In honour of #WorldAIDSDay we have created a mini collection of films featuring artists who created while living with AIDS.
In 2004, after 27 years living with AIDS, award winning Canadian painter, Joe Average enters into a therapeutic photography project with fellow artist jamie griffiths in order to keep making art, after feeling no longer able to paint. Although the initial intention was to make art and express his feelings, the film succeeds in bringing to light the shocking reality of Lipoatrophy; the medication-induced side effect of body wasting. i see the fear is about the loneliness of a degenerative life threatening illness. It is about the healing power of art, the artistic creative drive for self-expression and about the dual use of art by artists as a powerful social tool for education, bringing an important message to a 'post-AIDS' western world, that AIDS cocktails do not magically return you to a 'normal' life. i see the fear challenges the audience to look more deeply at their prejudices and misconceptions.
It's 1969, the summer of love. In Toronto, three young Canadian artists come together to form a collective called GENERAL IDEA. They change their names and adopt new personas to become Jorge Zontal, AA Bronson and Felix Partz. They are gay and irreverent, and they launch The Miss General Idea Pageant to investigate the nature of glamour and celebrity. Fully utilizing their ironic camp sensibility, the trio present themselves as Art Stars. They publish an art magazine called FILE, for which they gain notoriety and prompt a lawsuit from LIFE magazine for simulation of LIFE. It isn't until three years later that Andy Warhol publishes the like-minded INTERVIEW. GENERAL IDEA achieves celebrity status in Europe in the 1970s. Treated like rock stars, they exhibit in major museums in Amsterdam, Berlin and Paris and are invited to make video-art for Dutch television. The 1980s bring the first labeled cases of AIDS. GENERAL IDEA responds by making art that addresses the plague virus. In an unforgettable coup, it appropriates the well-known LOVE painting by Robert Indiana and replaces those four letters with AIDS, for the now world-famous logo. GENERAL IDEA continues to tour Europe and North America with massive political installation pieces that chronicle the devastating spread of the disease and its impact on their community, including an early end to the lives of two members of GENERAL IDEA. AA Bronson, the sole survivor of GENERAL IDEA, narrates this documentary lending personal relevancy to a poignant story of art and sexual politics. GENERAL IDEA: Art, AIDS and the fin de siècle is a tale of love, fame, overwhelming loss and, ultimately, of renewal.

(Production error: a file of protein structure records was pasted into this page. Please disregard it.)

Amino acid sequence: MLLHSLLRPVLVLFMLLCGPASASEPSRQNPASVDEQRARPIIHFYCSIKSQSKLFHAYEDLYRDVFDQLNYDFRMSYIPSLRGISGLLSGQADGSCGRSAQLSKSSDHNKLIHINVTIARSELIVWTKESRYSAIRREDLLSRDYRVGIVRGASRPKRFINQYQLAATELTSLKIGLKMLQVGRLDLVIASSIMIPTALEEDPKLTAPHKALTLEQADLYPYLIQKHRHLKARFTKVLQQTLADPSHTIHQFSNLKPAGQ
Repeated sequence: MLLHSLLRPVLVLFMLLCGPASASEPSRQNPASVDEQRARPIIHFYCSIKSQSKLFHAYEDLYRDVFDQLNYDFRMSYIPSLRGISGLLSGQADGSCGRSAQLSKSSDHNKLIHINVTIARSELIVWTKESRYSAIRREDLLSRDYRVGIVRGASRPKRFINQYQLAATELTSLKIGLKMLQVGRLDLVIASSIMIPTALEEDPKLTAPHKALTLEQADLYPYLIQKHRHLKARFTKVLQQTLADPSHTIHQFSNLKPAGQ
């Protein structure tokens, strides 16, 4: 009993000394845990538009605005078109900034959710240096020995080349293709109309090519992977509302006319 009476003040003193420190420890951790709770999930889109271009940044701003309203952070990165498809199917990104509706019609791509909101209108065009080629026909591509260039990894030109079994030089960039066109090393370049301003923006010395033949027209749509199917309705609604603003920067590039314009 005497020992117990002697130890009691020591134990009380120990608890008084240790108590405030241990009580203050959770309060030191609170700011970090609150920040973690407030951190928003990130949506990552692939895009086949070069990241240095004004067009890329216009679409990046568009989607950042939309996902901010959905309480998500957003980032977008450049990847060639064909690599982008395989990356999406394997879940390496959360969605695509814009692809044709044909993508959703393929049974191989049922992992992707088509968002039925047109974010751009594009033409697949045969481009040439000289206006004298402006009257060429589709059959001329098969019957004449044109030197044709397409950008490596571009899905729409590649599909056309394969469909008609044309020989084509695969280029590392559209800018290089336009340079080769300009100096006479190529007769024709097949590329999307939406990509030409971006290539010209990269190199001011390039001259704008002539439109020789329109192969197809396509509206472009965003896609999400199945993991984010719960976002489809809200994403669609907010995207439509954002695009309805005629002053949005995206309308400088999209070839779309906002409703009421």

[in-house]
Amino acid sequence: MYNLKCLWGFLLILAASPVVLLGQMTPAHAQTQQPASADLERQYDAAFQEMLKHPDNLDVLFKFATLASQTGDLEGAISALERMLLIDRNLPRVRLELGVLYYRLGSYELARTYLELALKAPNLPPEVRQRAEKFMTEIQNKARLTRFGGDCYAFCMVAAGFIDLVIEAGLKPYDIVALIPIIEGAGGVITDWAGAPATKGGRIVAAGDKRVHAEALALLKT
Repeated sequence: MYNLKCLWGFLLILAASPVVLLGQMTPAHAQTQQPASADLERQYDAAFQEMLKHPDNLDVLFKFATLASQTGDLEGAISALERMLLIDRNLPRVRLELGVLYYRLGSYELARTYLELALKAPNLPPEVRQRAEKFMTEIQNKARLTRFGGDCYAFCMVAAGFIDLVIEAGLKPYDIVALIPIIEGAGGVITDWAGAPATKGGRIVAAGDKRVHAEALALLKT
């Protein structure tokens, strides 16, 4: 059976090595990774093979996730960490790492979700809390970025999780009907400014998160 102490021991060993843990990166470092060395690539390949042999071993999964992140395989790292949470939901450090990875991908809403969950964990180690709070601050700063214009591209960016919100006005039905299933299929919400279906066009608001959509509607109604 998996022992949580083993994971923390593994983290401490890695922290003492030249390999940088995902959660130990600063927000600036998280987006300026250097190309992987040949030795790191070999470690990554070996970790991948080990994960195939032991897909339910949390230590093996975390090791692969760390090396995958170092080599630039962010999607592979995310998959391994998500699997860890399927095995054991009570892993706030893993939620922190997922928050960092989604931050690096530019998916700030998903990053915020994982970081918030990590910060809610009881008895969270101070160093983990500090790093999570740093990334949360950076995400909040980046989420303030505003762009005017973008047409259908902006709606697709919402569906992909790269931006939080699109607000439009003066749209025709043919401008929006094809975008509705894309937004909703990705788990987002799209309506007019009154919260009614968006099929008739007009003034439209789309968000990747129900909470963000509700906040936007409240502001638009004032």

From his rural beginnings on a farm in Alberta, Larry Lillo achieved a luminous 25-year career in Canadian theatre. As an actor, director and artistic director, he became widely celebrated as Canada's Golden Boy - a daring visionary who inspired audiences, critics, and colleagues alike. His unique approach to creating memorable theatre is captured as the film follows his final directorial effort: Macbeth for the Vancouver Playhouse. During the making of this film he died of AIDS; yet his passion, insight and joy transcend the debilitating effects of the disease. His contributions to theatre are discussed by leading Canadian stage artists and critics, including Urjo Kareda, Eric Peterson, John Gray, Martha Henry, Christopher Newton, John Murrell, Morris Panych, Nicola Cavendish, David Watmough, and Colin Thomas. This moving celebration of Lillo's approach to living and to the creative process reveals how the moment to moment essence of theatre becomes one with the ephemeral quality of life -- it will not last the night.